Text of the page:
I know - it all sounds very complex and overwhelming. So, in this article and guide to legal advice for social media managers, I will go over the essential legal knowledge you need to know and explain it without jargon. After reading this, if you do have any queries or want further advice or help with your social media contracts, then please do get in touch.

Legal Guidelines For Tracking Users On Social Media

As a social media manager, being able to provide your clients with data and statistics is going to be crucial. There are many rules and regulations around the tracking of online activity and these have become more complex post-Brexit since we are still waiting on new UK Data Protection Legislation. Fortunately, most social media managers will be using data provided by the social networks themselves or through other software. It is then the responsibility of the platform or software to ensure that it is tracking users in accordance with legislation. So, although you are benefiting from the data provided, you are not directly responsible for how it is gathered. However, if you are using in-house systems then you need to be confident that they are complying with UK data protection laws, and possibly GDPR too if your clients are operating in member states of the EU. Aside from being privy to social media platform data, you may find you’re collecting personal information directly too, for example you could be running a competition whereby users share contact information with you. Handling any data requires you to be familiar with and compliant with UK Data Protection. You will need to have a Privacy Policy in place which stipulates, amongst other things:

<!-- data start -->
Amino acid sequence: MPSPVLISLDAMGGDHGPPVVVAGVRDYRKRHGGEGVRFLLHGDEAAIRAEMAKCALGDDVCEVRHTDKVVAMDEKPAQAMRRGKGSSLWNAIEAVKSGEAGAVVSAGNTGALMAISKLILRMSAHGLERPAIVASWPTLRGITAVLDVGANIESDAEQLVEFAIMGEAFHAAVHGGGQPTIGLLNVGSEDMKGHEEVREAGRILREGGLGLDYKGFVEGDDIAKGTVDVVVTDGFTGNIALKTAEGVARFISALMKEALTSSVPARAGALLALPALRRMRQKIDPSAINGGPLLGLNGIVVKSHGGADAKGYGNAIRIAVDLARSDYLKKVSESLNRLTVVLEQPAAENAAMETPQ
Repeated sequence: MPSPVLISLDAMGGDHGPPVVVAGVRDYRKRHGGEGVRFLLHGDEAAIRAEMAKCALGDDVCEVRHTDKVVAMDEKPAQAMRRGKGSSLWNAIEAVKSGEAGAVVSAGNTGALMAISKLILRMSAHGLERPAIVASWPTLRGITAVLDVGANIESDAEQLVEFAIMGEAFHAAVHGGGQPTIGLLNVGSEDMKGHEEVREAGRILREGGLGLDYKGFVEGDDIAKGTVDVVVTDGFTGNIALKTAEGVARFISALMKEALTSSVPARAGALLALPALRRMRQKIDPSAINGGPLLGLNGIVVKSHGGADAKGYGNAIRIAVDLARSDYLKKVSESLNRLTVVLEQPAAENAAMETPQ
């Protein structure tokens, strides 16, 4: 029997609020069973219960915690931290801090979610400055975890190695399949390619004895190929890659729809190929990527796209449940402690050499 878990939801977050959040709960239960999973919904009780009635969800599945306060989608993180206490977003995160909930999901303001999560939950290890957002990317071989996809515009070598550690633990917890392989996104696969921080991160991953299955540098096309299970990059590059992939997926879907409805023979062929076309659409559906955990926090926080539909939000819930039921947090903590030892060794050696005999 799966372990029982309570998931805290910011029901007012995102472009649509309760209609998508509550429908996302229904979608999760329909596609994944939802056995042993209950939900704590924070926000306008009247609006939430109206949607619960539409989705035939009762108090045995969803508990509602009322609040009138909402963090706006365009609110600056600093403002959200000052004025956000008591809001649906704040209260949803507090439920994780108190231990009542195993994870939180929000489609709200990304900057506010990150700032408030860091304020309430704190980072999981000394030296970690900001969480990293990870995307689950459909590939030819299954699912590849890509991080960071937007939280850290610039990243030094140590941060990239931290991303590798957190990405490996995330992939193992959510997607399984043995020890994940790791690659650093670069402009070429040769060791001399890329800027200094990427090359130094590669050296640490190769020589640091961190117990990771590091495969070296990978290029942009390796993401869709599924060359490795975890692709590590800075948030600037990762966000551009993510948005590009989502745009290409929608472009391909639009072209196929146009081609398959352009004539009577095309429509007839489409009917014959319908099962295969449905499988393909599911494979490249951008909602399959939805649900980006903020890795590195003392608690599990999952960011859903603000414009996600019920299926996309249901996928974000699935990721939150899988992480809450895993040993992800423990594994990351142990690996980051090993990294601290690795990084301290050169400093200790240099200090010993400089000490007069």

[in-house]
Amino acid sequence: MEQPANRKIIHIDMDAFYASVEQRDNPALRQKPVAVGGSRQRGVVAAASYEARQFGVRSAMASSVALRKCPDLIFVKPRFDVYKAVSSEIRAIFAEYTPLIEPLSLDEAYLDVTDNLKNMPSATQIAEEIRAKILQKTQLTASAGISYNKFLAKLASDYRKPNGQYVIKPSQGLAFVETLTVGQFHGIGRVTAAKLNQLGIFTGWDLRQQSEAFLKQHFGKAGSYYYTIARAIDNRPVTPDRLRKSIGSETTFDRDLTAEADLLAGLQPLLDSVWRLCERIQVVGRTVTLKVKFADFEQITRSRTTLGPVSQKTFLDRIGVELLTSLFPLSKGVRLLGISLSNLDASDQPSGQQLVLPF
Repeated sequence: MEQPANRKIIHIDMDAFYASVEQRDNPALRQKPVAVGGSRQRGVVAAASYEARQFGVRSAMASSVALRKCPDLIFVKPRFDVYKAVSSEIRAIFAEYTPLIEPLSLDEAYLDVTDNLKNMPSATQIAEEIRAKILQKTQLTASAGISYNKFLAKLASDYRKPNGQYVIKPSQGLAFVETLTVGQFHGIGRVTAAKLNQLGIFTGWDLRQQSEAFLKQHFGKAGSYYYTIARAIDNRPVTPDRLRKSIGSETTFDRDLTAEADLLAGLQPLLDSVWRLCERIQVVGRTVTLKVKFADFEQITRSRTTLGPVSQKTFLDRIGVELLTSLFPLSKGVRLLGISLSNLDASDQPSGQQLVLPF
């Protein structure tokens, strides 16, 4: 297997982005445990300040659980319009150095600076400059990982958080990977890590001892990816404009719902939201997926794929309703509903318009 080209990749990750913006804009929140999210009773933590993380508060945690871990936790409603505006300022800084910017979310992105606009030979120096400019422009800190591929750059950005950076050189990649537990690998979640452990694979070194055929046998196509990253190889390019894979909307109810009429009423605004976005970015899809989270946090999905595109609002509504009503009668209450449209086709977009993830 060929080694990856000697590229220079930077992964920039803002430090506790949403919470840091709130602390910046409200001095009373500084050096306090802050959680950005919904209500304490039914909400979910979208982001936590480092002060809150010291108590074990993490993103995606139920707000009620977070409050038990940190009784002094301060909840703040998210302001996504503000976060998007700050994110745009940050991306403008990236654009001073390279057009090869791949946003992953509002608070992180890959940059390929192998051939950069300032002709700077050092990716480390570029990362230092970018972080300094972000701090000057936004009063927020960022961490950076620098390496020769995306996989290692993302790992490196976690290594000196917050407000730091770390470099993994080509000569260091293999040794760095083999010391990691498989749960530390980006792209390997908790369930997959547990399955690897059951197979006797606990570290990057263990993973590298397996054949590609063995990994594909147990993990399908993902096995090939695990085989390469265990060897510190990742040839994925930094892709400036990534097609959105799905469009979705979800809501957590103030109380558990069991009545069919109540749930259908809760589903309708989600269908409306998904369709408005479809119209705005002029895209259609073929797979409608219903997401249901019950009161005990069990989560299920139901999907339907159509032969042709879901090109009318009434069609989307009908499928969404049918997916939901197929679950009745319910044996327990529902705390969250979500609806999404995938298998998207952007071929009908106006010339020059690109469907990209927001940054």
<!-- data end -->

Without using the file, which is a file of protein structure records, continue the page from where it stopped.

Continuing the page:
• What data you collect and for what purpose

  • How you protect this data

  • How you store this data and for how long

Furthermore, you will need this policy to cover both your clients and your client’s clients. So, your privacy policy should refer to the data of your clients but also any data you collect on their behalf or in the course of your work for them.

Legal Advertising Guidelines For Social Media Managers